Image by wal_172619 from Pixabay

I answer a lot of questions on Stack Overflow. I ask very few, but I’ve still fallen into this trap myself.

Once you’ve been through Riccardo’s antipattern (ignoring the other antipattern of those that don’t even make it to step 1), you are here:

  1. You’ve searched and found some random results
  2. You’ve read some SO questions that were in those results
  3. You’ve still not found a solution

If you’ve got this far, the breadth of the question you want answering has probably been narrowed a little (which helps in its own right: searching is a mild form of rubber ducking), and probably contains the basis of a worthwhile Stack Overflow question.

So you focus on the problem, write it up, and (assuming this rubber-duck exercise didn’t lead you to a solution) post the question, and answers and comments appear reasonably quickly (hey, Stack Overflow rocks!). But often these responses are bogus, half-answers, or raise further questions. It’s at this point that we see the same “not taking the time to think” that Riccardo observed. You are so focused on the original question, you become incapable of solving a far simpler follow-on question.

Here’s a small example I often see:

“I’ve seen docs and code referring to autoload.php, but I can’t find that file”

Searching for autoload.php will find a zillion irrelevant results, because pretty much every PHP project in existence has one. So the question is posted on SO. There is a simple answer to this question, which is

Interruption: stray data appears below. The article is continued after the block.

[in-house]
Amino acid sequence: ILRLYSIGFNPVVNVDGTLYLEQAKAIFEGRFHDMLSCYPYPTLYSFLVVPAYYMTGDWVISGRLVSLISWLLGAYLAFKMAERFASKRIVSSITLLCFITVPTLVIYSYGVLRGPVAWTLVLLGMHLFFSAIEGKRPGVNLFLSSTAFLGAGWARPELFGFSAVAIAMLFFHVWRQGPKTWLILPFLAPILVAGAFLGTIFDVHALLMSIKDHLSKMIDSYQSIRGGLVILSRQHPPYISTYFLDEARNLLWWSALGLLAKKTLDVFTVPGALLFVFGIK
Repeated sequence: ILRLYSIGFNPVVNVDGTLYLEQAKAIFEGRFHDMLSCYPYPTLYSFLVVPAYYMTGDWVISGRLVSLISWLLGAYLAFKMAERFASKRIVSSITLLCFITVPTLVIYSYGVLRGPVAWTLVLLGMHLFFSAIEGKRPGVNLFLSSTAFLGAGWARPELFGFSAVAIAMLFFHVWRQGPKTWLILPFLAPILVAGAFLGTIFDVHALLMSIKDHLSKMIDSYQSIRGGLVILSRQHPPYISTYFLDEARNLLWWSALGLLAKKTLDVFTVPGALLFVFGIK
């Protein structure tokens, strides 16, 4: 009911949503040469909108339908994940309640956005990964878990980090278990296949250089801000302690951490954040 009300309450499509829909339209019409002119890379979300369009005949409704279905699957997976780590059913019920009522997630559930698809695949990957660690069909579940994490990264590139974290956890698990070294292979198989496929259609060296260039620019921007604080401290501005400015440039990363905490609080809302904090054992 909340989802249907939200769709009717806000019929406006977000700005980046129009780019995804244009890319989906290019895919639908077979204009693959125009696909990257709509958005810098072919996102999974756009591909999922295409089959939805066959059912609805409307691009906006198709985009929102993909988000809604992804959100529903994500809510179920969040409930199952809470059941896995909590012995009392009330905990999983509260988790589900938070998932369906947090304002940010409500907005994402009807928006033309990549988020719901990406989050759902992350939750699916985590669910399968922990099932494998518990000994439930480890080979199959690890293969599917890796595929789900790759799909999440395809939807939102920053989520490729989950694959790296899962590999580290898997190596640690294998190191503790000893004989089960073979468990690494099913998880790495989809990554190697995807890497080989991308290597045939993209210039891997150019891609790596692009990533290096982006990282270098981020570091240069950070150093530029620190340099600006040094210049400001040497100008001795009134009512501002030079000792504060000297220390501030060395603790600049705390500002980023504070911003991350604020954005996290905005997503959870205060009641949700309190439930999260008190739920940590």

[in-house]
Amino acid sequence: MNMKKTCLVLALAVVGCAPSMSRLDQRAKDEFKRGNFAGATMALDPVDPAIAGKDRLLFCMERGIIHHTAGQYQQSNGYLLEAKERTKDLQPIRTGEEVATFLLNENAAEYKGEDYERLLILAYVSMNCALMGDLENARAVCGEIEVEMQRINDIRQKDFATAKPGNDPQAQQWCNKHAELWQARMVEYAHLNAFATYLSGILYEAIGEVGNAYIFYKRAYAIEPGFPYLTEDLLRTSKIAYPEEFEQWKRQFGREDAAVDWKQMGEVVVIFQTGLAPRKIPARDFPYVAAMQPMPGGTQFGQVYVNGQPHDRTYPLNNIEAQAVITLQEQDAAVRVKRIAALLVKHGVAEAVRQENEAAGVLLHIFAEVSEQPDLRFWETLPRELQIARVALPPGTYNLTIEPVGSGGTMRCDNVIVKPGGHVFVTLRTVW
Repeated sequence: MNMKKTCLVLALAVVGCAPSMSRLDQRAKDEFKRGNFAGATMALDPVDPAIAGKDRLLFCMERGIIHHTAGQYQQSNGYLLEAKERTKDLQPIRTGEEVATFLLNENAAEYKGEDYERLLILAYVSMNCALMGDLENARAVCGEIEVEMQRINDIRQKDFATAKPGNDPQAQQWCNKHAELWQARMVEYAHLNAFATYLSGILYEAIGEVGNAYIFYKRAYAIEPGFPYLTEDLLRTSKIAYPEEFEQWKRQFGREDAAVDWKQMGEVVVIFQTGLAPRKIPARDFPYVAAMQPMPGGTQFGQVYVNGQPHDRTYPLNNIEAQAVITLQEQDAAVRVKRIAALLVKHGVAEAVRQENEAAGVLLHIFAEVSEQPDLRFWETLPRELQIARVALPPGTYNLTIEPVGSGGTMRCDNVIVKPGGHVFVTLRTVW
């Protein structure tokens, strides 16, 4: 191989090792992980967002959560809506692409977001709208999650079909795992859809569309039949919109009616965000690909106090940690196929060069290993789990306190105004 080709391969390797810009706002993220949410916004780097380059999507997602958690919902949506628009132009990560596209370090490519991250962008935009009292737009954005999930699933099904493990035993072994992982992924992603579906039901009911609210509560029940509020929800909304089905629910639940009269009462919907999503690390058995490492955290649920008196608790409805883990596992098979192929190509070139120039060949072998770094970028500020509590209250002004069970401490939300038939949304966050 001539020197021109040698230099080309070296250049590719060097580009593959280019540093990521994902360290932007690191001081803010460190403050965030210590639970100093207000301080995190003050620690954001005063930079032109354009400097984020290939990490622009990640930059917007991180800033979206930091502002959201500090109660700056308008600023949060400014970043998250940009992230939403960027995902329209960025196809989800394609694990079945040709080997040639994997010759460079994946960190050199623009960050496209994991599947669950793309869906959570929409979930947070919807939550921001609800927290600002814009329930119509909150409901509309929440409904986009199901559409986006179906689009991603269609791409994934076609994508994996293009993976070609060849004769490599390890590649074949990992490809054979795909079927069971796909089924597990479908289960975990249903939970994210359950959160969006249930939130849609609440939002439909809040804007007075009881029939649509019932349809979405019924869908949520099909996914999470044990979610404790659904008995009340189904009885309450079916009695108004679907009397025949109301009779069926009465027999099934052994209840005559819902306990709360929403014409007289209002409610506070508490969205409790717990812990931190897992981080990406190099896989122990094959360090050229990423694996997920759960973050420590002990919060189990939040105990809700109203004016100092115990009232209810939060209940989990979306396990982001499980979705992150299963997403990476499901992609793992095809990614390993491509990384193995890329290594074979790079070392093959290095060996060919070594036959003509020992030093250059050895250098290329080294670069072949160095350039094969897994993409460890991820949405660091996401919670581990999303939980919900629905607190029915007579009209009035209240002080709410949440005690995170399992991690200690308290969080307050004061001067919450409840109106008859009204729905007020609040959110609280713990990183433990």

“install composer, run `composer install`, and it will create the autoload.php file for you”

This inevitably leads to the follow-on question:

how do I install composer?”.

This is a new sub-problem, but one that is instantly solvable by searching because it’s far less ambiguous. However, this is where the abdication of thinking kicks in, and rather than actually doing that search, you ask in the SO question comments, and sit around waiting for an answer from Someone Who Knows™ that posted an answer to the original question. This is frustrating for the answerer, who knows that the asker could find the answer to this question far faster by searching for themselves, but they choose not to because their thinking is turned off. There’s also an element of panic – the asker has obtained the attention of someone capable of understanding their problem, and doesn’t want them to escape before they have addressed the full recursive stack of sub-problems. This has led to the existence of passive-aggressive responses like LMGTFY, which are demeaning and condescending, but reflect the frustrations of those who answer questions.